During public comment, Mike Lewis explained how he helped build the old playground equipment. His grandkids played there, and he used to see kids, of all colors, lined up to go there from the Children’s Center at Gracelyn. He, among many others, didn’t see why there had to be so many meetings and so many delays. “Right the wrong. Accept the gift. “Restore the park,” he said.
Lewis continued, “Goverment should be able to do something as straightforward as accepting a quarter of a million dollars from its constituents. If it can’t do that, how can it solve the much more difficult problems of affordable housing, homelessness, growing crime, climate change, and reparations? Please accept the gift. Rebuild Jones Park. Thank you. ”
Jonathan Wainscott said he used to enjoy taking his kids there, but this issue didn’t belong on the council’s agenda in this political season. It was a “very North Asheville” and a “very special, very privileged situation.” It was a “very special arrangement” by which city money funded a playground on property not owned by the city but by ACS, especially now. Until recently, the only official relationship the city had with ACS was that the council appointed the school board. Now, it doesn’t even have that because the board is elected by voters. The neighborhood is one of the city’s wealthiest, the abode or former abode of at least two councilors, and “the pavement is immaculate.” He asked how much nicer that neighborhood needed to get.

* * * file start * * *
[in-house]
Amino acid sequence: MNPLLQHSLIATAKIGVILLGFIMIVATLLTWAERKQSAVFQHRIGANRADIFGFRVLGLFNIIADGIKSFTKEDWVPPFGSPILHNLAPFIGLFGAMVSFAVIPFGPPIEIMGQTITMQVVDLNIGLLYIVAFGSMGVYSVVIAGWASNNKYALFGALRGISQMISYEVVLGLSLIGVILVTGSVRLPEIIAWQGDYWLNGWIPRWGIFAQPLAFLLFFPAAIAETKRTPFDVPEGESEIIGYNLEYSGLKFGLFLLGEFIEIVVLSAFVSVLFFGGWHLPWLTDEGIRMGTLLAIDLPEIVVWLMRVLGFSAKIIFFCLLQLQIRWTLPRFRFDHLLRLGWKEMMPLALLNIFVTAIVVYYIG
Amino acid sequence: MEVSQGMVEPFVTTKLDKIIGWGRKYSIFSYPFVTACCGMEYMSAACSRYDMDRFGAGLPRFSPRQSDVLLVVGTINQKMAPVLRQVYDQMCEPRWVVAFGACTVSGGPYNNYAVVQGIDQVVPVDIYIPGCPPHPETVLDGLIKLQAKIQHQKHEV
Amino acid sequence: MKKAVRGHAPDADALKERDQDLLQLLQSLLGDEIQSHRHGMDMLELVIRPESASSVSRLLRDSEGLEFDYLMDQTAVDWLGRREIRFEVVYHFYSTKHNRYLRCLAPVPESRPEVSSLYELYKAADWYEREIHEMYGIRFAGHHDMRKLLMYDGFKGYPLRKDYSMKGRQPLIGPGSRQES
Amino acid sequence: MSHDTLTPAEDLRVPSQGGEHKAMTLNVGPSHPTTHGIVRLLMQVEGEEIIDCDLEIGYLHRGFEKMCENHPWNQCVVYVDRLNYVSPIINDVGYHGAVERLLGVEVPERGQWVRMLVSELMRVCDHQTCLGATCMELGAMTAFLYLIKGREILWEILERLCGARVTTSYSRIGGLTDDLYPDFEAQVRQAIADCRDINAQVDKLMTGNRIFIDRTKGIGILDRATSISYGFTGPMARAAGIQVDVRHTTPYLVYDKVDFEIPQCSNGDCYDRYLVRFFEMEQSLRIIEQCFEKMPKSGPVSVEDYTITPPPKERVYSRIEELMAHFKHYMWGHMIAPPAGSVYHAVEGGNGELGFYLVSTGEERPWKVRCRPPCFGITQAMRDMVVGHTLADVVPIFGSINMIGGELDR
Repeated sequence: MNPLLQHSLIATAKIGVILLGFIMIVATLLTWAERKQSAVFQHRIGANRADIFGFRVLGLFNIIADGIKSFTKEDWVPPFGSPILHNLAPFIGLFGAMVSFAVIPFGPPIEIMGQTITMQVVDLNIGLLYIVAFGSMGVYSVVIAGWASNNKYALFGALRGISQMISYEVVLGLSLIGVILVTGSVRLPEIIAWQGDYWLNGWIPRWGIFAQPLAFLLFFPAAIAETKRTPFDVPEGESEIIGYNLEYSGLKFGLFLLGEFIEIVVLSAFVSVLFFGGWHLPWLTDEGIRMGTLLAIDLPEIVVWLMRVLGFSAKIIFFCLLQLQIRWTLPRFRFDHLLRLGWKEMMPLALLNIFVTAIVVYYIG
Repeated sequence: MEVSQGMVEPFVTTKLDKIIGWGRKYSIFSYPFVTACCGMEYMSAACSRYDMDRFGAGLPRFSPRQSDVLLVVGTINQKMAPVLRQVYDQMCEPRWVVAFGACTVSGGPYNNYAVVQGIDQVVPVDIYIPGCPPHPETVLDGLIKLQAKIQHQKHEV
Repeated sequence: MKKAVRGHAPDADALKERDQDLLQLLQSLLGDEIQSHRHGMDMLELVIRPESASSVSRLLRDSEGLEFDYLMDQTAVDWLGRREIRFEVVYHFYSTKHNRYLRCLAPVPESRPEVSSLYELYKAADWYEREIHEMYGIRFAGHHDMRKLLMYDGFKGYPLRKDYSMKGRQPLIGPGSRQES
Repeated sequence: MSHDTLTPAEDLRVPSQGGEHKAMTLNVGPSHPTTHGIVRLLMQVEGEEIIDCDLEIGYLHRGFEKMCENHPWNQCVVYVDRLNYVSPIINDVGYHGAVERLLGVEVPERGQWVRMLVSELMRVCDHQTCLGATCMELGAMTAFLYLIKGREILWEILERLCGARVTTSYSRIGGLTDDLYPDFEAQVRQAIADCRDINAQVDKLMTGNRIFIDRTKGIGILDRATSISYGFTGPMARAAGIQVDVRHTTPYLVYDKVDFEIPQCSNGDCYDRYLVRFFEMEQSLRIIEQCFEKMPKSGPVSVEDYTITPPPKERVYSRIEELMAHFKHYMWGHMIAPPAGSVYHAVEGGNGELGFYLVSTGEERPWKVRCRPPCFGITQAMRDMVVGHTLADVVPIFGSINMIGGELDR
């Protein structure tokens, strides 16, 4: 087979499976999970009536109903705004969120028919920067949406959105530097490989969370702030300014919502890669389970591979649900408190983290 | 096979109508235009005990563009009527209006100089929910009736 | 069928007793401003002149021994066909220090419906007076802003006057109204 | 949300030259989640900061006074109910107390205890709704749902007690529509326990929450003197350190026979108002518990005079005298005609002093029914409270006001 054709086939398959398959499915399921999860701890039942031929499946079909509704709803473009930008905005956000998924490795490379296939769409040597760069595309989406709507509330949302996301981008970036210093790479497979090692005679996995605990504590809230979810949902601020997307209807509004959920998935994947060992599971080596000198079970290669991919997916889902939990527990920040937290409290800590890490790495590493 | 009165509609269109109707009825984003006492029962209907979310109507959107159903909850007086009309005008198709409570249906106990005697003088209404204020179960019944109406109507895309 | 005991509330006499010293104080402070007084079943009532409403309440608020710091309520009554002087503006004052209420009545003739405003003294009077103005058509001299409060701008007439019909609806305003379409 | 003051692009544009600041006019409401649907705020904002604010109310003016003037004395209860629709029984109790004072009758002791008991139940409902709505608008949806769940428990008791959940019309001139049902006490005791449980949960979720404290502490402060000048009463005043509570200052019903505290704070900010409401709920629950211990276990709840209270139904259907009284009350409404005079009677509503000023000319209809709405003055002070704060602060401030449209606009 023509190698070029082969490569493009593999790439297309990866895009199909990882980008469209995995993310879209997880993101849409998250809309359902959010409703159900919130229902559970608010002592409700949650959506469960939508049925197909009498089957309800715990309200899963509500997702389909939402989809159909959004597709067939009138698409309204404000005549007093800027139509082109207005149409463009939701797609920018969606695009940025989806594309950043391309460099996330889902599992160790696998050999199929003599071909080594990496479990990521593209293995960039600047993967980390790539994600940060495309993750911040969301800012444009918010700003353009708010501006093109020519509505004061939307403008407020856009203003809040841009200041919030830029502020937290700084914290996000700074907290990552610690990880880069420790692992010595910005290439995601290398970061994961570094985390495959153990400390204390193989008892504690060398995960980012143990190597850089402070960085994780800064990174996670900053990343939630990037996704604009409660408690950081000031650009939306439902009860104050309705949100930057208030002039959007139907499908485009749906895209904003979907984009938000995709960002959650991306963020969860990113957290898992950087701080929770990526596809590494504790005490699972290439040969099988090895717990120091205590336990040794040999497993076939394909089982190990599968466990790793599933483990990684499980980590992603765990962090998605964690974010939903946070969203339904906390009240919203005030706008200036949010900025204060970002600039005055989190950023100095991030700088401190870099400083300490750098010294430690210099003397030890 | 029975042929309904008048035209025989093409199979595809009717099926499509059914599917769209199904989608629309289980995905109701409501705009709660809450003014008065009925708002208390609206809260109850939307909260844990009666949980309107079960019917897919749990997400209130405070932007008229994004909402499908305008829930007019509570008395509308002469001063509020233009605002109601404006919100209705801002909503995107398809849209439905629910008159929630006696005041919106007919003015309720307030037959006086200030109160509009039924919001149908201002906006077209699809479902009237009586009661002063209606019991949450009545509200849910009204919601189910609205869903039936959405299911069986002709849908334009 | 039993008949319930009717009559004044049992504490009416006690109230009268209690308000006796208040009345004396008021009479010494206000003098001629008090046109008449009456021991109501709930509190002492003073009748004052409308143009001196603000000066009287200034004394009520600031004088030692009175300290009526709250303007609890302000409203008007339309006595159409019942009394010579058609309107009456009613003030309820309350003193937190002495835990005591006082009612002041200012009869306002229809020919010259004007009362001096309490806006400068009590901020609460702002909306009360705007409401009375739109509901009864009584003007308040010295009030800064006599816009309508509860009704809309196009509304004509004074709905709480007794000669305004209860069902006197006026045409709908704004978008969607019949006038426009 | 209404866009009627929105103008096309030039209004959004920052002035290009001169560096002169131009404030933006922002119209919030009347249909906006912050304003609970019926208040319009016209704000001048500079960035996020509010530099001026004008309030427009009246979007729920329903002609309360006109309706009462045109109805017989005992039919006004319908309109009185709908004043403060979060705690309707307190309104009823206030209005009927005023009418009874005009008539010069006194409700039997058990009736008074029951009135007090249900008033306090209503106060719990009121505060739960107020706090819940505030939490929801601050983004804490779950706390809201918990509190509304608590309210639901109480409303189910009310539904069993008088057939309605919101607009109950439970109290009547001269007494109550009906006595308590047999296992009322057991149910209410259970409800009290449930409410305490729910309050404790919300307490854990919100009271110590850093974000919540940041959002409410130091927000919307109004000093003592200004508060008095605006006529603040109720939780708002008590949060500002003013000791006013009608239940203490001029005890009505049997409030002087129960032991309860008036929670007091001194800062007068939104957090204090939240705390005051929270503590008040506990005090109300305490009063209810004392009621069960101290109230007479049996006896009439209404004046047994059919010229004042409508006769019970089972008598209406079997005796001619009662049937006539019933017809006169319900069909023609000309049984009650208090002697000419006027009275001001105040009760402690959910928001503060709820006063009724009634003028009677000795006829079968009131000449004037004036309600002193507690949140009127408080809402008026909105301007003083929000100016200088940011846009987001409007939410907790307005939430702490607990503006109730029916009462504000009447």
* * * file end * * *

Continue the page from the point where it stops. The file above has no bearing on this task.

Wainscott thanked Mosley for her comments and said, “I’m really embarrassed by my community.” The city was accepting funds to restore a playground on land “poached from the school system in the first place,” instead of using it to make the Pickens family whole. It got worse when, for all council’s talk about working with marginalized communities, they, “then put certain members of council behind the eight ball as they’re running for reelection.” “It’s messy, it’s sloppy, it’s political, it’s selfish,” he said.
Mosley had left her mic hot, and when the next speaker was announced, she cried out and buried her face in her hands. She could be heard sobbing uncontrollably all the way through and even after the speaker’s three minutes. The speaker was Keesha Martinez, Pickens’ mother, and she came carrying a larger-than-life photo of Pickens with her son.
Martinez eulogized Pickens as the ideal daughter, friend, and citizen. Her death, she said, caught the attention of Snoop Dogg, the Washington Post, and even the press in the United Kingdom. She said Zachaeus now gets on with life in Orlando, Florida, with his father. Her remarks were followed by an outburst of applause, in solidarity with her perserverance through grief and admiration for her courage.
Back on the dais, eyes were wiped, and tissues were exchanged. But, before a vote could be taken, a strange whistling noise began from somewhere above the council chambers. Manheimer called a quick vote and requested a break so somebody could figure out what was going on before something exploded.